Within this analysis, it is important to recognize the primary author’s identity as a white-passing first-generation Canadian citizen, who does not have lived experience themselves as a FSW. The data analyses occurred through ongoing conversation with the ENDA Santé team. COVID-19 travel restrictions during the study period restricted the author from working directly with the ENDA Santé team in Côte d'Ivoire. Both the primary author and the ENDA Santé team coded the transcripts and conducted thematic analysis separately, with results being compared to each other for consistency. Within the research team, there was a strong commitment to understanding the systems of privilege that could influence and instill any inherent biases and stereotypes. This awareness was at the forefront of the data analysis processes to ensure that the findings and discussions were conducted using a compassionate and culturally-safe approach.

The findings here are reported in light of several limitations. Several participants in this study had previously accessed resources or were knowledgeable about local NGOs. They were also selected from cities where there was a greater NGO presence. There are still many FSW that were not included, and future studies should strive to connect with these participants and engage with further cities across Côte d'Ivoire.


Taken together, these results underline gaps in the health system for FSW and reinforce the benefits of integrating SRH programming into existing HIV services. FSW face specific barriers to care resulting in high sustained risks for both unintended pregnancy and HIV. Evidence-based implementation of targeted services is needed to ensure that as these programs move forward, FSW are not left behind in advances for both HIV, reproductive health, and the integration of the two. Strategic programming with HIV integration will work toward ensuring that FSW are empowered with the knowledge to protect themselves against HIV, unintended pregnancies, and adverse reproductive health outcomes, embodying a dignified approach to health and human rights.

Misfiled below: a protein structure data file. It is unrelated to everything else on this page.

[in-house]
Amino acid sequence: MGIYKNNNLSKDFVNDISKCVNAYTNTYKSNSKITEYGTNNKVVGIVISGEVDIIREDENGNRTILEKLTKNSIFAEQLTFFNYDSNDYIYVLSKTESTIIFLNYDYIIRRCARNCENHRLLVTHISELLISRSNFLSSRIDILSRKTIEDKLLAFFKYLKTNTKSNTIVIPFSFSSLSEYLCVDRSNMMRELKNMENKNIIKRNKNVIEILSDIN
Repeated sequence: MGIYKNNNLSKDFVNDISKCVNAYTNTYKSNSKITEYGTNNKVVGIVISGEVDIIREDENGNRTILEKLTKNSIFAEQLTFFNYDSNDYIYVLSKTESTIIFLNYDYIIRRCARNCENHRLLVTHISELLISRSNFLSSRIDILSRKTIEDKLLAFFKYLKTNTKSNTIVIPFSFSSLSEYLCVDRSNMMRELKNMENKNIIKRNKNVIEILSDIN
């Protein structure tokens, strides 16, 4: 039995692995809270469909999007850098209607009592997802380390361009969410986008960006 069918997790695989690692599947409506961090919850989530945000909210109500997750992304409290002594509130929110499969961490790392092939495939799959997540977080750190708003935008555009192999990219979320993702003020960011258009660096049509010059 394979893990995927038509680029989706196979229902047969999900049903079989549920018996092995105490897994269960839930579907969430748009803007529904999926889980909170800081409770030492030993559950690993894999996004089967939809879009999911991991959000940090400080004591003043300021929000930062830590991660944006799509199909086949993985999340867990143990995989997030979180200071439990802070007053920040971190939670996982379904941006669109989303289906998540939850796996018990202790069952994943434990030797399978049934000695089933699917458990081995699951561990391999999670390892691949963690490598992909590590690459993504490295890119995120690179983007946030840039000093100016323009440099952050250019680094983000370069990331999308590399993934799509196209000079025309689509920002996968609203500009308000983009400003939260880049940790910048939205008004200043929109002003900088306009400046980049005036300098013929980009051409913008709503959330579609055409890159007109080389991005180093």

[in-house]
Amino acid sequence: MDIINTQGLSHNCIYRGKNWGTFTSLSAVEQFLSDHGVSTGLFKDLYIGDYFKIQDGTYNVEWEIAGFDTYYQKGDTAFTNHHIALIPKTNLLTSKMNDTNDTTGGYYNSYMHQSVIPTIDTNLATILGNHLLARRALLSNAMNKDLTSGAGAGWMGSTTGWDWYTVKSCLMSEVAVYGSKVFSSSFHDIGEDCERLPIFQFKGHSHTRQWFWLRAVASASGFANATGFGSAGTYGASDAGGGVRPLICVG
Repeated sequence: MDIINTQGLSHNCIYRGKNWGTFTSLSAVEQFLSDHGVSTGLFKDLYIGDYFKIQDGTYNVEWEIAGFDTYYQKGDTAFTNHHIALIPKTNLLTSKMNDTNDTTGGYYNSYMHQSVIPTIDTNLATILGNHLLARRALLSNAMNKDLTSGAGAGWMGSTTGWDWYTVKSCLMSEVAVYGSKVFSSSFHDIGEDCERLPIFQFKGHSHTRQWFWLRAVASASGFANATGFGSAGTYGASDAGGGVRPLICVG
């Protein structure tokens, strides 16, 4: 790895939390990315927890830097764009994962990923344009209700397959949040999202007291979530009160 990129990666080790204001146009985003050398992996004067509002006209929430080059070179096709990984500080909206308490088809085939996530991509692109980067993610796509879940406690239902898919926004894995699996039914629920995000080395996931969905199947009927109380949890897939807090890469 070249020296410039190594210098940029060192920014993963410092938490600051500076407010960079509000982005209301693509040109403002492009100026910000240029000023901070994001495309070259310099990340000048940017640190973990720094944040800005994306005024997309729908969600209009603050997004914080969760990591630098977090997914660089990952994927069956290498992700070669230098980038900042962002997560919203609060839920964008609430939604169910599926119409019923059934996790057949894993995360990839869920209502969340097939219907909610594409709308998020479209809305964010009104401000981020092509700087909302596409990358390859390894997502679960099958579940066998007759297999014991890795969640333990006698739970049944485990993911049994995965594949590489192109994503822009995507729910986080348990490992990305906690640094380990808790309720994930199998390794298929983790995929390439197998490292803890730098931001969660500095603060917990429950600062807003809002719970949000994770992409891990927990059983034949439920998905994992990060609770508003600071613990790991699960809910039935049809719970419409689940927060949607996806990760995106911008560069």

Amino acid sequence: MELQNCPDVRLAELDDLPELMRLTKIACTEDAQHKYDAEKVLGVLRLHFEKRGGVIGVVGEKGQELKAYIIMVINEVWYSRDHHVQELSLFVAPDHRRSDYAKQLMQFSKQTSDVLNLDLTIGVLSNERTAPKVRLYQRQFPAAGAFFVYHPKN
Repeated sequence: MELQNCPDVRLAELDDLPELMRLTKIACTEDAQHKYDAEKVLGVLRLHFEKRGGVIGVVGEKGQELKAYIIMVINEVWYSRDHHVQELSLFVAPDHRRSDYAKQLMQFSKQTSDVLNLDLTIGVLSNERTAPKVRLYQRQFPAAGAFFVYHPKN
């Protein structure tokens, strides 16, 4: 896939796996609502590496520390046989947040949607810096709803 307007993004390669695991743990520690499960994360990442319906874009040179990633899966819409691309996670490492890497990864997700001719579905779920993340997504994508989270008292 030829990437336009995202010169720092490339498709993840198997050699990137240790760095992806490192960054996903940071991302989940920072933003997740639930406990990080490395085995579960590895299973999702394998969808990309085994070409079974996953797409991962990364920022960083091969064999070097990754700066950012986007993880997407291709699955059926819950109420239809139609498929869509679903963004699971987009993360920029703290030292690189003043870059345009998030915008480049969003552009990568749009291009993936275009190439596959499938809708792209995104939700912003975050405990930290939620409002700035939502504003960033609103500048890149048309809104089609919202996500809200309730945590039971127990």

Availability of data and materials

The datasets used and/or analysed during the current study are available from the corresponding author on reasonable request.


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The authors wish to acknowledge the many contributions of the women who participated in this study. 


This study was funded by the Global Fund, led by ENDA Santé Cote d’Ivoire, with technical assistance provided by ENDA Santé and Johns Hopkins University. KR was supported by an award from the National Institute of Mental Health (K01MH129226). SB was supported by award from the National Institute of Allergy and Infectious Diseases (R01AI170249). The content is solely the responsibility of the authors and does not necessarily reflect the official views of the funding agencies.

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NE analyzed and interpreted the qualitative data provided by ENDA Santé. NE and SB were major contributors in writing the manuscript. NE, NM, KR, CL, GT, SB made substantial contributions to drafting and revising the work. SB, GT, IB, NT, EG, EO, and DD made substantial contributions to the acquisition and analysis of the data, and the design of the work. All authors read and approved the final manuscript.

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Correspondence to Katherine Rucinski.

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All data were collected in accordance to established national ethical guidelines set by the Côte d’Ivoire National Research Ethics Committee. The Johns Hopkins Institutional Review Board also approved secondary data analysis. The study was completely anonymous with de-identified codes used at all stages to track participants. The names of the FSW or the organizations they worked for were not collected or associated with interview transcripts.

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Elmi, N., Marquez, N.G., Rucinski, K. et al. Meeting the reproductive health needs of female sex workers in Côte d’Ivoire: protecting the human right to dignified health. Reprod Health 20, 133 (2023).